In part one I dealt with poets who are well known to editors and anthologists and who thus stand a good chance of being read and commented upon in important places. There are other poets who may be familiar names in religious circles but are completely unknown to the poetic opinion-makers. They constitute a kind of poetic underground so far as recognition by the poetic establishment is concerned. These poets are often published by small presses whose output is rarely reviewed. A number of them merit discovery by the arbiters of poetic fashion.

The poets of the Christian underground are not equally successful. To make a point I cite the first eight lines of a sonnet, “Hill Difficulty,” by Lucile Brandt (The Flame Tree, Brethren Press, 1973):

Hard was the going, and the way was steep

Up the long hill o’er which the pathway led

And I, a pilgrim, weary, sore bestead,

Scarce in the rough and narrow path could keep

My feet, oft slipping.

What is going on in this poem? First of all, one notices the basic symbol, a journey, which was used successfully by T. S. Eliot in “Journey of the Magi,” has been used by countless other poets, and is still usable. So the poet has a natural symbol to express a spiritual journey. So far, so good. Then why is the poem not the equal of Eliot’s? Mainly, because it reads as though the poet were so intent on the message that the “poem” is rather mechanically superimposed. Note, for instance, the use of archaic words to fit the meter or give a rhyme: o’er, sore bestead, oft. The rhythm (iambic pentameter) becomes a mechanical tyrant, forcing the poet to pad out the lines or use awkward word order. Most of all, the poem lacks any fresh, vivid, specific imagery to make the journey alive in the reader’s imagination. To sum it up: the poet has a worthy theme and an interesting symbol for it, but is so preoccupied with “message” that she has not fallen in love with language and has not made it dance in an inseparable union of soul and body.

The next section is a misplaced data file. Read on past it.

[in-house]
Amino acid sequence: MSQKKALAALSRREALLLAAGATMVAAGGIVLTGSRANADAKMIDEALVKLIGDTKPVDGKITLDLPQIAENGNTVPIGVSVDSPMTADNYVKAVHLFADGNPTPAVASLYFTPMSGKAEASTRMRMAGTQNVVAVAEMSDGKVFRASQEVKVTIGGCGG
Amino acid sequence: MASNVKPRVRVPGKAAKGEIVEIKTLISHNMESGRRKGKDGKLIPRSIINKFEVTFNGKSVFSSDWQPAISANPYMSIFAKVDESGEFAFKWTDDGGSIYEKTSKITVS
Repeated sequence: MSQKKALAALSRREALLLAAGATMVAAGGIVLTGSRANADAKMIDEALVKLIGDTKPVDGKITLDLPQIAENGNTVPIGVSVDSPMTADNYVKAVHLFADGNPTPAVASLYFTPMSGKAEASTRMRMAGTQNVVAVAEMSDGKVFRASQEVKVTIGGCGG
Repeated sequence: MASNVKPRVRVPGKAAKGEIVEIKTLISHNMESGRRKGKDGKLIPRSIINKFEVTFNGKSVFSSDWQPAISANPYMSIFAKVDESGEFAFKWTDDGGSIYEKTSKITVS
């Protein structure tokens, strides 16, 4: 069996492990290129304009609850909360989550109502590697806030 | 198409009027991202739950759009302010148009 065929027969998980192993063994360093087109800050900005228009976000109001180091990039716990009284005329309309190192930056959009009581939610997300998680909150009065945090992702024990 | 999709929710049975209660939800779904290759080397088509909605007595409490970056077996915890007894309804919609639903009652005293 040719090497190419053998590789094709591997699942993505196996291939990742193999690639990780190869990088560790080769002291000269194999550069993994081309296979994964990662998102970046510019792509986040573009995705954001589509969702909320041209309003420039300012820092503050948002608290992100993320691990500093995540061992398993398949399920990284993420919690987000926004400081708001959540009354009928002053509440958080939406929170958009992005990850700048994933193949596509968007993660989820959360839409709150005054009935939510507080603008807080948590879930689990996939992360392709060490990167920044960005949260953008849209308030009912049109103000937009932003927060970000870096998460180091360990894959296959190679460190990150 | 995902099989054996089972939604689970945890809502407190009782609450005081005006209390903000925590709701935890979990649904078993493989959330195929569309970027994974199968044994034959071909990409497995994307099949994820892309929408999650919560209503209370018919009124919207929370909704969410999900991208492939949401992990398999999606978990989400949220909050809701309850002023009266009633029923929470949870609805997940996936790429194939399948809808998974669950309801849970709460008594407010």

By contrast, take the beginning of “In Hunger’s Hunger” by Elva McAllaster, a poet who deserves and is beginning to get a wider public (the poem here is in the anthology Sightseers Into Pilgrims, edited by Luci Shaw, Tyndale, 1973):